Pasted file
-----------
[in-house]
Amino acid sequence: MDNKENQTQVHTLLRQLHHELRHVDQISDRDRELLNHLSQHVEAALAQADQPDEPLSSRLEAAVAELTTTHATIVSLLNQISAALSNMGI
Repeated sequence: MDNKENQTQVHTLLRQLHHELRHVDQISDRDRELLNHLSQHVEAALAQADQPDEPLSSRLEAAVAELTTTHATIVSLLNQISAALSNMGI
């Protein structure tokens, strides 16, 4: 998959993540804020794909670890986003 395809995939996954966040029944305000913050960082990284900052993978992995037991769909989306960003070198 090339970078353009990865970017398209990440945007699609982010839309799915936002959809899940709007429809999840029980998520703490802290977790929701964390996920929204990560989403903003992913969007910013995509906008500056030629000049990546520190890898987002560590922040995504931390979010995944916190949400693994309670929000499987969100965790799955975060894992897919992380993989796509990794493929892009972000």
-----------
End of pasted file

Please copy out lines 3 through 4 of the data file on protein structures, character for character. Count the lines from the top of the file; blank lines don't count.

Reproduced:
Repeated sequence: MDNKENQTQVHTLLRQLHHELRHVDQISDRDRELLNHLSQHVEAALAQADQPDEPLSSRLEAAVAELTTTHATIVSLLNQISAALSNMGI
């Protein structure tokens, strides 16, 4: 998959993540804020794909670890986003 395809995939996954966040029944305000913050960082990284900052993978992995037991769909989306960003070198 090339970078353009990865970017398209990440945007699609982010839309799915936002959809899940709007429809999840029980998520703490802290977790929701964390996920929204990560989403903003992913969007910013995509906008500056030629000049990546520190890898987002560590922040995504931390979010995944916190949400693994309670929000499987969100965790799955975060894992897919992380993989796509990794493929892009972000």